Take, for example, the capital city of Amsterdam. This is world-famous city of canals, noisy avenues and absolute freedom. Once the main trading capital of Europe today turned into an international tourist hub. Here in each house there is a shop or a pub, every 5 houses there is a canal with boats and ships, on each road there are dedicated lanes for cycling, and every 100–200 meters there are beautiful buildings in the famous Dutch style. Dutch art is about painting, precision engineering, music, shipbuilding and even floristry. The museum of history and art of the country Rijksmuseum presents thousands of exhibits of the Dutch heritage, for which the country is famous. In addition to ancient art, the city has many other museums, including the Van Gogh and Rembrandt museums, the NEMO science and technology center, and even the first Sex Museum in the world. The last object is not by chance here, as it was precisely the port city of Amsterdam that was one of the first cities to legalize prostitution by diverting an entire Red Light district in the center of the city, which still exists today. Amsterdam is truly a city of freedom; there is an excellent situation with equality, tolerance to everything and a lot of opportunities to spend time with interest and taste.

However, the Netherlands is much more than Amsterdam. If you will go outside, the quite different landscapes begins: calm and deserted streets, small houses with sharp roofs, friendly people and absolute tranquility. For example, the famous water mills in Kinderdijk and Zaanse Shans, introduced into the UNESCO World Heritage, have been grinding grain for hundreds of years here. In the small towns of Edam, Alkmaar, Gouda and Maasdam, world-famous cheeses are prepared, and many settlements in the region are literally exist on islands surrounded by water. Enough to come to the fabulous villages of Zuiderzee, Giethoorn or Arnhem to see this in reality. Hundreds of canals and rivers provide excellent opportunities for boating or relaxing by the water.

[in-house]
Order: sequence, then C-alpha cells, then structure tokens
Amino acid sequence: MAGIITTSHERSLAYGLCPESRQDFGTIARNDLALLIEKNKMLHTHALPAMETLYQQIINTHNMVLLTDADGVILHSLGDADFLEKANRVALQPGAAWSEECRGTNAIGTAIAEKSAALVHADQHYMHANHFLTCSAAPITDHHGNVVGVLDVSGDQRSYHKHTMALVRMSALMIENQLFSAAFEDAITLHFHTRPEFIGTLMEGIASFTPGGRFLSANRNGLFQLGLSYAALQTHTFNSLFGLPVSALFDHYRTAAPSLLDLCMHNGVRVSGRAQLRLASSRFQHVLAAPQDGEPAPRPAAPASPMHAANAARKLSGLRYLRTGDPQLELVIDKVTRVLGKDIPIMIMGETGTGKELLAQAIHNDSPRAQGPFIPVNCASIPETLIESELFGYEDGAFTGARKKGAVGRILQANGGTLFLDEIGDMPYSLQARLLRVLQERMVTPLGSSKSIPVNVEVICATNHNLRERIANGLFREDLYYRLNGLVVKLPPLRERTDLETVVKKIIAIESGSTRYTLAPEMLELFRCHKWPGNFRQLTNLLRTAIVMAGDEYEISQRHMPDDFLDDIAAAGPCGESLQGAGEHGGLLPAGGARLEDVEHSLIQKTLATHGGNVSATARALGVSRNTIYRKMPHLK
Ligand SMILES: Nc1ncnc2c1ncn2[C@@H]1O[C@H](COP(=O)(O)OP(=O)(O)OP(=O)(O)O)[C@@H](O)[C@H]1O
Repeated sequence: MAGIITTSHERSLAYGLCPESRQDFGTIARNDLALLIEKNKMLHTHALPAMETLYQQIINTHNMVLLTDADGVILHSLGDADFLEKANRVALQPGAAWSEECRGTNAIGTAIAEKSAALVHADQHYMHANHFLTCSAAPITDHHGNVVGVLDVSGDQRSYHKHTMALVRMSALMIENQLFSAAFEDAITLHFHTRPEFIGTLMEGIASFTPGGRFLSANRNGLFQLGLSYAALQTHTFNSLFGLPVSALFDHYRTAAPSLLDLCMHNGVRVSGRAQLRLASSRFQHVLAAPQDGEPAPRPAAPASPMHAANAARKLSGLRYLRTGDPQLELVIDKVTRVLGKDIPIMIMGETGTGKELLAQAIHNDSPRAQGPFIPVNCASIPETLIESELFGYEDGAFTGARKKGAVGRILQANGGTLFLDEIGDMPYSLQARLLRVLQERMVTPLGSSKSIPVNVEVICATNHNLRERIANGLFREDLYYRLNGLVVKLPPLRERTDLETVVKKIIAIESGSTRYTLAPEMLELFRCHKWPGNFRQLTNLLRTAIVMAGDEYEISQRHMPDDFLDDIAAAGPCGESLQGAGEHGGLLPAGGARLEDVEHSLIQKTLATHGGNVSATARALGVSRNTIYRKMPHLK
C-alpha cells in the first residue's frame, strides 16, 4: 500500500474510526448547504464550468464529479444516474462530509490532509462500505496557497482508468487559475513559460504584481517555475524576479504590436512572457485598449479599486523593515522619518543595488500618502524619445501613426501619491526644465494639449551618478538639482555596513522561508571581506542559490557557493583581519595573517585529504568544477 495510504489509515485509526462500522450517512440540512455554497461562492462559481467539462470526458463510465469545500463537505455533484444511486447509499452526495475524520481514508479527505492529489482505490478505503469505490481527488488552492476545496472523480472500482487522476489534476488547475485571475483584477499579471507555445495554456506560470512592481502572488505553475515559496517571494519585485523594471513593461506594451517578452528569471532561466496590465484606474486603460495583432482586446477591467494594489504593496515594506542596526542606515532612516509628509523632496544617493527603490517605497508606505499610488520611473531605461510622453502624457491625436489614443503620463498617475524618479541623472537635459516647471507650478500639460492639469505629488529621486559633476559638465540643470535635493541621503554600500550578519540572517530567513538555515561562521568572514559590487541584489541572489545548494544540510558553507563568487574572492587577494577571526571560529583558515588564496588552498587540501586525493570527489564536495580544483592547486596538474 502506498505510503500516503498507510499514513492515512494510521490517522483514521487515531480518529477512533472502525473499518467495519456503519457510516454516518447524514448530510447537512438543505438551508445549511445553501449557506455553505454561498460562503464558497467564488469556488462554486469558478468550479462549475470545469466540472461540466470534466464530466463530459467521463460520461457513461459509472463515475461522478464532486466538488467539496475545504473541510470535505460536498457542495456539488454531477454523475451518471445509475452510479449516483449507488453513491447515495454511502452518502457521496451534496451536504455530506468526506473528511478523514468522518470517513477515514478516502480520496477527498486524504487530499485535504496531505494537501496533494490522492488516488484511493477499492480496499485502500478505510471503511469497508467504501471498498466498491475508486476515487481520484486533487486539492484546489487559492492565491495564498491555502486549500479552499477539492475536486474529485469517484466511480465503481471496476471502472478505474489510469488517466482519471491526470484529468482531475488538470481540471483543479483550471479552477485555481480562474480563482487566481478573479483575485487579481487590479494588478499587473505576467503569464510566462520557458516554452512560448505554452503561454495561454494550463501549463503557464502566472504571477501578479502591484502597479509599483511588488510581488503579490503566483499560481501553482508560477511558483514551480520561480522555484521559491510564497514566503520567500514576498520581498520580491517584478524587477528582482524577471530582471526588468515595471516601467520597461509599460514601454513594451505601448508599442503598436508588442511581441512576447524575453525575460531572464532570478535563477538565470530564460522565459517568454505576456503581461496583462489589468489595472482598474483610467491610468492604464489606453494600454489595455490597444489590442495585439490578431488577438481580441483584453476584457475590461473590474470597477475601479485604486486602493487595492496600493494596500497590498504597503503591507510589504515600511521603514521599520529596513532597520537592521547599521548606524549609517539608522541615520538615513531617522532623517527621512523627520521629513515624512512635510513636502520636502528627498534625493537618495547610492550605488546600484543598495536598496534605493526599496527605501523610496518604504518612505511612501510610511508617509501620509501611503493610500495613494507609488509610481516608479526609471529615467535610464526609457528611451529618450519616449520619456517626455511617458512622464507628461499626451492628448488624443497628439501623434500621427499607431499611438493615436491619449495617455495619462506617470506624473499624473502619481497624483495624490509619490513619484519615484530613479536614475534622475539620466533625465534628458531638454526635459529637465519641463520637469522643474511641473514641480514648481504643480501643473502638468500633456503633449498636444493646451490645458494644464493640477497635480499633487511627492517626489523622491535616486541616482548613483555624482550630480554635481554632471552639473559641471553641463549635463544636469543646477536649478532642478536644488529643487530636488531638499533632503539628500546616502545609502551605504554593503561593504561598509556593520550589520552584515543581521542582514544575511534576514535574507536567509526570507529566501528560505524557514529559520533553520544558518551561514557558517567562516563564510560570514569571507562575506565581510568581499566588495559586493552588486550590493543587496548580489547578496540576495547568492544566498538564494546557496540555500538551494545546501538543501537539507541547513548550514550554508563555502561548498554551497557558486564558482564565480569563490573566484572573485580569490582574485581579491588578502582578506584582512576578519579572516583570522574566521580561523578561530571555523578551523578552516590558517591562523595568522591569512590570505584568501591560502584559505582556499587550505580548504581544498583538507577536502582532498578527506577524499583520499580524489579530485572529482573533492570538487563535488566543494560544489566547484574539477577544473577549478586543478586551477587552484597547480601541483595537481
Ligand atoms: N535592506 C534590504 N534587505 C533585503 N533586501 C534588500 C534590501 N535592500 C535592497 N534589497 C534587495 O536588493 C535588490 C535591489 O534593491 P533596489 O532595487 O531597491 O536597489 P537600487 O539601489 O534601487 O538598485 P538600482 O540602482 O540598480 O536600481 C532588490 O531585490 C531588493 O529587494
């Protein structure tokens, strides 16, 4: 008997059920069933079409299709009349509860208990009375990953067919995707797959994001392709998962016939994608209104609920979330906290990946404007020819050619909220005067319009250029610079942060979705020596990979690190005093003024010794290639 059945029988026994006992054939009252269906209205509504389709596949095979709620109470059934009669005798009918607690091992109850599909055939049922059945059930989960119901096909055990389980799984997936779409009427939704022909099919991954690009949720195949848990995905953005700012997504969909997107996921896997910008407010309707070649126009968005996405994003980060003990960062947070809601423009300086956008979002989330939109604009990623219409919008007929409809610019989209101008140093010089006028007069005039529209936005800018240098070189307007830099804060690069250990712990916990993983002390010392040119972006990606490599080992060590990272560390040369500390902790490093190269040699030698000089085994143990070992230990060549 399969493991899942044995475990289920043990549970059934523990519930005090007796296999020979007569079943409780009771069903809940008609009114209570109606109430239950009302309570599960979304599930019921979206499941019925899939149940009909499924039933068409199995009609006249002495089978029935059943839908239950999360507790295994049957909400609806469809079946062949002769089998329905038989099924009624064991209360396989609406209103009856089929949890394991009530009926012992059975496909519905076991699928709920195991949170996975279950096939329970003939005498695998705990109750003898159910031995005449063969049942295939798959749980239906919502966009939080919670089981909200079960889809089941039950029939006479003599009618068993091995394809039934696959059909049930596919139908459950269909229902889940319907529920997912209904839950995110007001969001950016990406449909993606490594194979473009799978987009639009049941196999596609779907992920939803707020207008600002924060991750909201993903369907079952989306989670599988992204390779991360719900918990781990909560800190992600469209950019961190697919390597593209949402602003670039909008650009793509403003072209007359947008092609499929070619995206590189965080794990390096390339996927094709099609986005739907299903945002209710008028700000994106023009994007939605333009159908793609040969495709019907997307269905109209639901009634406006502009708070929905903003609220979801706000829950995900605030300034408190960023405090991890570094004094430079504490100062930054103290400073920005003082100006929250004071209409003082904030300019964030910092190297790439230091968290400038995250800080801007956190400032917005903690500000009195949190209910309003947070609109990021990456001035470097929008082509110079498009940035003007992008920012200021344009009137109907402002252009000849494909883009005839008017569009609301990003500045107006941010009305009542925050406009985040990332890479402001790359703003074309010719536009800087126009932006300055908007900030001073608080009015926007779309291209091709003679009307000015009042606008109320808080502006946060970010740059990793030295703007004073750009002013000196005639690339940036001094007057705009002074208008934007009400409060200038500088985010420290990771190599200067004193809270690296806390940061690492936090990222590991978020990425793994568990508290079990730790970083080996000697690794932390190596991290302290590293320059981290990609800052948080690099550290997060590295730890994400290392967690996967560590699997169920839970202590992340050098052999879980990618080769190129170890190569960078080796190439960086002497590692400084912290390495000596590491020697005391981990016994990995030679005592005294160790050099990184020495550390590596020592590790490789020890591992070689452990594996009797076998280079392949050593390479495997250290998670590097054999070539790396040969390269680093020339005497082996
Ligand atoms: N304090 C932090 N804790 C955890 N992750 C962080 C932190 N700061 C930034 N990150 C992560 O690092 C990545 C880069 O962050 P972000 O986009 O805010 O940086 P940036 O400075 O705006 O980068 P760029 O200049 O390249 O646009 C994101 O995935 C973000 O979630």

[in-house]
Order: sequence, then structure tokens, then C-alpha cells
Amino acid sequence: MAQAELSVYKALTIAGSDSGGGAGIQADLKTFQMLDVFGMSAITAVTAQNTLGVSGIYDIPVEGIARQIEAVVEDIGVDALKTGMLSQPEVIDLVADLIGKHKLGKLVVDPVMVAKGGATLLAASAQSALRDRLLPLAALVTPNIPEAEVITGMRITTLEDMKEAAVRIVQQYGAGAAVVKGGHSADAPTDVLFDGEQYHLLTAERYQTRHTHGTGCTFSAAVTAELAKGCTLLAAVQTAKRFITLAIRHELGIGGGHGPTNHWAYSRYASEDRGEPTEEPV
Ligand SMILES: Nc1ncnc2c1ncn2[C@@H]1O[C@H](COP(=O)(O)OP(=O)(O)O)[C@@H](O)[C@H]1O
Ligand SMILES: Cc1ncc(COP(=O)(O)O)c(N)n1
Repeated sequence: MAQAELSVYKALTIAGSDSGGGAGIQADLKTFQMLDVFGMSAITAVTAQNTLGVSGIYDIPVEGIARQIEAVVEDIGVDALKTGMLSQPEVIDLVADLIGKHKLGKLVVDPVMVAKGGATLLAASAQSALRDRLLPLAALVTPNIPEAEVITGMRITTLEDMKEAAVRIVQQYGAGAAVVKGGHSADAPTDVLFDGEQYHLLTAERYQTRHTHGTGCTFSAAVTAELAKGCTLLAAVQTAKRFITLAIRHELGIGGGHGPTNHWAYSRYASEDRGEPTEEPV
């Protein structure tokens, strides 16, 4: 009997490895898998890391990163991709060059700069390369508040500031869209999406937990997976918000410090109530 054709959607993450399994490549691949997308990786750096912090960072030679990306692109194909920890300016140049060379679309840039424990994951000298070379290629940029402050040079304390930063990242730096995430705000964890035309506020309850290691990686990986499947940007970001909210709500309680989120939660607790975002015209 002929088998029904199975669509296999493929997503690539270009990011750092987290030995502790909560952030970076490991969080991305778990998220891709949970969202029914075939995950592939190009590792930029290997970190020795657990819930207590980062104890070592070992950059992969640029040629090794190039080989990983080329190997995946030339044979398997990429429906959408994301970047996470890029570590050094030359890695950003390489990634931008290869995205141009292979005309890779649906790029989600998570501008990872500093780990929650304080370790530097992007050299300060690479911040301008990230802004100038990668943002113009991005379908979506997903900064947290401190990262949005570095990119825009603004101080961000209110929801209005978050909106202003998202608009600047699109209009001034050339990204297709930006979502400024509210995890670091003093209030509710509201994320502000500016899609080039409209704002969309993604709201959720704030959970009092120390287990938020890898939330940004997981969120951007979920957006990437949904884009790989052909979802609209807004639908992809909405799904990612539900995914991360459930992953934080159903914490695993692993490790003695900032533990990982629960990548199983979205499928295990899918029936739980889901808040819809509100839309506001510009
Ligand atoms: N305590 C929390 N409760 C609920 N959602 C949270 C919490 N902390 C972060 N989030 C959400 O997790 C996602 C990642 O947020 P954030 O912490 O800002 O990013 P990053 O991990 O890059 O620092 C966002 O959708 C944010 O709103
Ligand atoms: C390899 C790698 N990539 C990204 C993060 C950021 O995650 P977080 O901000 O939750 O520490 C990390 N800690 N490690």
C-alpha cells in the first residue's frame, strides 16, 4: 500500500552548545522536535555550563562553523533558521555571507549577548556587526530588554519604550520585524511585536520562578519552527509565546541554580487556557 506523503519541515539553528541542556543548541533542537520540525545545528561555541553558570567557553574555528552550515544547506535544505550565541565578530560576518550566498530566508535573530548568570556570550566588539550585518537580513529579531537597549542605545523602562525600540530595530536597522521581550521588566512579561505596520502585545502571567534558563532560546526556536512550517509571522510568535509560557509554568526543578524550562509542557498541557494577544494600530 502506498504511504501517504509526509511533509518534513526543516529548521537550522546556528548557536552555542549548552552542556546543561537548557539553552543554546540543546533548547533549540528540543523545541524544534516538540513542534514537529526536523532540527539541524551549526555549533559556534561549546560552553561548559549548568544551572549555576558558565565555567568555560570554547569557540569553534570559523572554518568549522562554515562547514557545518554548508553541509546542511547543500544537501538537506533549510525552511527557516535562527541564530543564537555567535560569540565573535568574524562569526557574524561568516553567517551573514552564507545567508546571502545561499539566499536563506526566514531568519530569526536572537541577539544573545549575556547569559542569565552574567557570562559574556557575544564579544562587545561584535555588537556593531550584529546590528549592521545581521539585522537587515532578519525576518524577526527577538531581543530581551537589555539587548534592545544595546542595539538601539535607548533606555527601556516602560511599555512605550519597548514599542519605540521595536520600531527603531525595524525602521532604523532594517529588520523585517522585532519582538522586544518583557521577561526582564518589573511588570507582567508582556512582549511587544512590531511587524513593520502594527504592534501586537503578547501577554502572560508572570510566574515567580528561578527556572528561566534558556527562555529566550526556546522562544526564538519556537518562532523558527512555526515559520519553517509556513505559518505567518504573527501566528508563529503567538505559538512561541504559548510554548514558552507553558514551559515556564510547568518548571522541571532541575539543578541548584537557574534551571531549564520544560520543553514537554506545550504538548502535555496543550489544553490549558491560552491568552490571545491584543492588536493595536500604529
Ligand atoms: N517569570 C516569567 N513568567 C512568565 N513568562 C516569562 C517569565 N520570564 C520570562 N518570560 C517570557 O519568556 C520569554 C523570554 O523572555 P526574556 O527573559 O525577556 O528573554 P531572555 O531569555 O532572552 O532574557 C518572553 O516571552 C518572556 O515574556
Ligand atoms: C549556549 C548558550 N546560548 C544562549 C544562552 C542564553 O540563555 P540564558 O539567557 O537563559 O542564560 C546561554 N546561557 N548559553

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The highly urbanized northwest of the Netherlands cannot be compared with the rural landscapes of the southeast, which is filled with tulip fields and water canals. Water here is no less, so in every town you can find many rivers and canals. Their depth is small, but the abundance of water from the nearby ocean and the frequent rainy weather do not allow them to dry up even on the hottest days. Small cities in South Holland are not at all like the built-up blocks of the north. For example, the buildings in Delft, one of the most beautiful cities in South Holland, do not exceed 3-4 floors in height. It has small canal streets that are mostly pedestrian, and the central square that is decorated with a rich old town hall, a majestic Cathedral and apartment houses on its background. This is a very quiet and peaceful place where it is pleasant and comfortable to have leisure time. Here you can slowly walk along the canals, sit in outdoor cafes and admire the traditional Dutch architecture ....